UFC 278 Usman vs. Edwards 2: Live results and analysis

MMA news

SALT LAKE CITY — Kamaru Usman is already being asked about Khamzat Chimaev as a future contender. He has bandied about the idea of moving up two divisions to light heavyweight and challenging for that title. UFC president Dana White wants to put Usman in the greatest of all time conversation.

But before all of these potentially historic things can come to fruition, Usman has work to do. On Saturday, MMA’s pound-for-pound king will defend his UFC welterweight title against Leon Edwards in the main event of UFC 278 at Vivint Arena.

ESPN has Usman ranked No. 1 in the world at welterweight. Edwards is No. 4. The two have met before — and it was the last time Edwards has lost: December 2015, via unanimous decision.

Usman (20-1) is on a 15-fight UFC winning streak, one victory short of tying Anderson Silva’s record of 16. The Nigerian-born fighter, who trains out of Colorado, has been UFC welterweight champion since beating Tyron Woodley at UFC 235 in March 2019. Usman, 35, has five successful welterweight title defenses.

Edwards (19-3, 1 NC) is unbeaten in 10 straight fights over nearly seven years. The Jamaica-born resident of England has not fought since a unanimous decision win over Nate Diaz at UFC 263 in May 2021. Edwards, 30, has an 11-2, 1 NC record in the UFC.

Follow along as Brett Okamoto, Marc Raimondi and Jeff Wagenheim recap the action as it happens or watch the fights on ESPN+ PPV.

Next fight: Welterweight championship: Kamaru Usman (c) (20-1, 15-0 UFC, -400) vs. Leon Edwards (19-3 1 NC, 11-2 1 NC UFC, +310)


Middleweight: Paulo Costa (14-2, 6-2 UFC) def. Luke Rockhold (16-6, 6-5 UFC) by unanimous decision (Watch this fight on ESPN+)

Recap to come.

Men’s bantamweight: Merab Dvalishvili (15-4, 8-2 UFC) def. Jose Aldo (31-8, 13-7 UFC) by unanimous decision (Watch this fight on ESPN+)

Dvalishvili had landed five or more takedowns in all but two of his previous nine UFC fights. He had hit double figures in three of those bouts. His nickname is “The Machine,” and it was obvious why that is.

Then he stepped in with Aldo and went 0 for 16 on takedown attempts. Was it Dvalishvili’s undoing? No, it was not. The 31-year-old from the Republic of Georgia couldn’t get the Brazilian legend to the canvas, but his relentless attempts against the cage, though foiled one after another, produced a nonstop attack of knees to the leg that, combined with the effort needed to stop takedowns, drained Aldo and led to Dvalishvili’s seventh straight victory (29-28, 29-28, 30-27).

The win streak ties Dvalishvili for the best in the bantamweight division with the champion, but no title showdown is imminent. The champ, Aljamain Sterling, is Dvalishvili’s training partner on Long Island, New York, and Dvalishvili has no intention of fighting him. “He is my brother,” Dvalishvili said.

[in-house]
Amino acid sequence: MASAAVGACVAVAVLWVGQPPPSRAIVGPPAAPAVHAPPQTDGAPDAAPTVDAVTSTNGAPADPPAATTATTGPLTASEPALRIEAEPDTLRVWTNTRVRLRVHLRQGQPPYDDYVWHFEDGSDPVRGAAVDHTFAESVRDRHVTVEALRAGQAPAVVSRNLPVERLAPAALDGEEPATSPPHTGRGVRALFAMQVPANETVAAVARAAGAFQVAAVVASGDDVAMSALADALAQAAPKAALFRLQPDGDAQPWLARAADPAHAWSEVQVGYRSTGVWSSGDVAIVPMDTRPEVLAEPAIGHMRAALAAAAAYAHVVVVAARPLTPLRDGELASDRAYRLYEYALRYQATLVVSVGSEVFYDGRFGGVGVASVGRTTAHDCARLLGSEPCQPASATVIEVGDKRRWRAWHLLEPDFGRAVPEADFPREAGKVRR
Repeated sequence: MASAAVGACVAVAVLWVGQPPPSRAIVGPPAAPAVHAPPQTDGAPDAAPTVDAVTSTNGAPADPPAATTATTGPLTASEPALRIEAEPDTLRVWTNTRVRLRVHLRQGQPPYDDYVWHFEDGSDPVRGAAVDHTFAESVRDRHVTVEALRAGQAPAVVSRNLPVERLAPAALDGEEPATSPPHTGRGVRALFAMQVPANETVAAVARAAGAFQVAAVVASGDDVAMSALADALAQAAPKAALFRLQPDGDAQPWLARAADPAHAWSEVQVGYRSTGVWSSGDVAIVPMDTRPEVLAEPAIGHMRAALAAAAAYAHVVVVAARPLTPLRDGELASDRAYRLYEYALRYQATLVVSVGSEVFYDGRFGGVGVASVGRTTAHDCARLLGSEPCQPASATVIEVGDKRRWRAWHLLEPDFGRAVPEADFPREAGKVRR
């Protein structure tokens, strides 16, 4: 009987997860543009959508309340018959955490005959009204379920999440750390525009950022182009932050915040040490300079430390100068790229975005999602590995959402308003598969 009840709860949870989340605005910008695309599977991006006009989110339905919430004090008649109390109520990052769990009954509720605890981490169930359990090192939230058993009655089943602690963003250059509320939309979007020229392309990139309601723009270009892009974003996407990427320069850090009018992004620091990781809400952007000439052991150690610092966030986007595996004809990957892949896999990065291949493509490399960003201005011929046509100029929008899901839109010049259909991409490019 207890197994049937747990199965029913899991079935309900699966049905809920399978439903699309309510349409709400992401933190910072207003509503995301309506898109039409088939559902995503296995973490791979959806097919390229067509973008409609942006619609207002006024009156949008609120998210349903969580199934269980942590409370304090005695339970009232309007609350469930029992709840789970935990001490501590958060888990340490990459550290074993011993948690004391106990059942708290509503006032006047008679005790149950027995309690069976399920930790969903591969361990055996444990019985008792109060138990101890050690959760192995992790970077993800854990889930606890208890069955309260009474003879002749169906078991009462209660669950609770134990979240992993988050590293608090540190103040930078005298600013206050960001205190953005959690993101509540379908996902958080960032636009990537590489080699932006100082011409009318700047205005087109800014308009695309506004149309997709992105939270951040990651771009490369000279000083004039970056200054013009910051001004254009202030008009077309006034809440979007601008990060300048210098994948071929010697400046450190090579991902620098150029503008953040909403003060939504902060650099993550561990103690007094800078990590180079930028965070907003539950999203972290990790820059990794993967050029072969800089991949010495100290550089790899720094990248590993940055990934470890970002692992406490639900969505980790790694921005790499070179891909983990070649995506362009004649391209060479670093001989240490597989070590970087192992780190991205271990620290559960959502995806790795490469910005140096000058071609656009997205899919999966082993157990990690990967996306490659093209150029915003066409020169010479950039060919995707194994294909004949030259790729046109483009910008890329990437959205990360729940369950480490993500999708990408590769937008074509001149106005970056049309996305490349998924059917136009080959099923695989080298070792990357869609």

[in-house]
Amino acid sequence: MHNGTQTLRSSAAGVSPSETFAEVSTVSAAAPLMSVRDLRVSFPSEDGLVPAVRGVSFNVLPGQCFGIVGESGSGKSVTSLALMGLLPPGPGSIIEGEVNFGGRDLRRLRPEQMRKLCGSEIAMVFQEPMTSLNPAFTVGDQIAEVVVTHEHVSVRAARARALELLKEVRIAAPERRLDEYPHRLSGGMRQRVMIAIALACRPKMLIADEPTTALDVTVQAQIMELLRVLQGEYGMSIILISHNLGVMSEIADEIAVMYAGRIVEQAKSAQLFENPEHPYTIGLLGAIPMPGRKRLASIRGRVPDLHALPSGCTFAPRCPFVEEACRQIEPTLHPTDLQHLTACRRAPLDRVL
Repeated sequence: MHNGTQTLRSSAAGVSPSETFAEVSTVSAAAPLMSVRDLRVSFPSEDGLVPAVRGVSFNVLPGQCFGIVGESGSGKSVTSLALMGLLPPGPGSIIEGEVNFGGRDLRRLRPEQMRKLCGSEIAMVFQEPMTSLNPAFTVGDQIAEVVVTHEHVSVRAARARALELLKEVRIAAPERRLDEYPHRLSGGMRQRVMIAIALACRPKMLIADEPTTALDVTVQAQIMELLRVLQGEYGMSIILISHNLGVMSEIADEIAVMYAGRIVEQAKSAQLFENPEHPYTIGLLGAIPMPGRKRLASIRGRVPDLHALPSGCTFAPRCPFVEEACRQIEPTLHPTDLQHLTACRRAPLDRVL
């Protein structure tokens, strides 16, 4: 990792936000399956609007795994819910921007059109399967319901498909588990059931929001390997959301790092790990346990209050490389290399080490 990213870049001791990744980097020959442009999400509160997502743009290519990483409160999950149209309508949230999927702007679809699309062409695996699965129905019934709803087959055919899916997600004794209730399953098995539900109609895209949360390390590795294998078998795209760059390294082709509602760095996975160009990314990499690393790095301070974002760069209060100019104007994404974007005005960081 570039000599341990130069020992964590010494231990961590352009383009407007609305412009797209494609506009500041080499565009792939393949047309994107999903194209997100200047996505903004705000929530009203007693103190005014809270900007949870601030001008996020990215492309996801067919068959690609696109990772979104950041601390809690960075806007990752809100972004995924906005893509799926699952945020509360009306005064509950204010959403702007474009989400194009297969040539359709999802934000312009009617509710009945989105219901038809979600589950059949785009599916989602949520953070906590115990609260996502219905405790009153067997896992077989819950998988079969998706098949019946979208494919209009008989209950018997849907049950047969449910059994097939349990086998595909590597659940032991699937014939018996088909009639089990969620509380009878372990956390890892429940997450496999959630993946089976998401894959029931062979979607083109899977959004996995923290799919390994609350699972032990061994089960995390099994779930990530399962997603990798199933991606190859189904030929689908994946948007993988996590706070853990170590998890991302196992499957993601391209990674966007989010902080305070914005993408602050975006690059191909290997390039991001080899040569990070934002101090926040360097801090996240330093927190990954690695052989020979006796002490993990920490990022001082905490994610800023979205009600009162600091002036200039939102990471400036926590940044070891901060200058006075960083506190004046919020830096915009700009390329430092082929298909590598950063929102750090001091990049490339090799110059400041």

He also paid homage to Aldo, the 35-year-old former featherweight champ from Brazil. Aldo received a standing ovation during his walkout and the night’s loudest applause during his introduction. He saw a three-fight winning streak come to an end. But along the way, he earned Dvalishvili’s respect.

“He was very technical against the cage,” Dvalishvili said. “Usually, I take down everybody.”

Women’s bantamweight: Lucie Pudilová (14-7, 3-5 UFC) def. Wu Yanan (12-6, 1-5 UFC) by second-round TKO (Watch this fight on ESPN+)

Pudilova was a brawler in her first go-around with the UFC. This time, it’s clear she has improved and is far more versatile.

Using wrestling and violent ground and pound, Pudilova picked up a TKO victory at 4:04 of the second round over Wu Yanan. Pudilova, who is now training at SBG Ireland under coach John Kavanagh, took Wu down, got her back, moved to mount and along the way was hammering down with big punches and elbows. Referee Herb Dean had no choice but to step in and stop the fight.

“I can’t believe I’m back in the UFC,” Pudilova said.

Pudilova also got a takedown in the first round and had a lot of success on the ground. Wu had some decent leg kicks on the feet, but Pudilova got an arm-and-head throw in the second round, got Wu’s back and started firing off violent elbows from top position, leading to the finish. Wu had no answers.

Pudilova, 28, went 5-1 with the Oktagon promotion after being released by the UFC in 2020. The Czech Republic native lost four straight before being cut, but two of those were $50,000 Fight of the Night performances.

Wu, a 26-year-old from China fighting out of Albuquerque, New Mexico, has dropped four straight.

Light heavyweight: Tyson Pedro (9-3, 5-3 UFC) def. Harry Hunsucker (7-6, 0-3 UFC) by first-round TKO (Watch this fight on ESPN+)

It wasn’t all that long ago, Pedro was considered a very promising prospect at 205 pounds. That sentiment has now returned.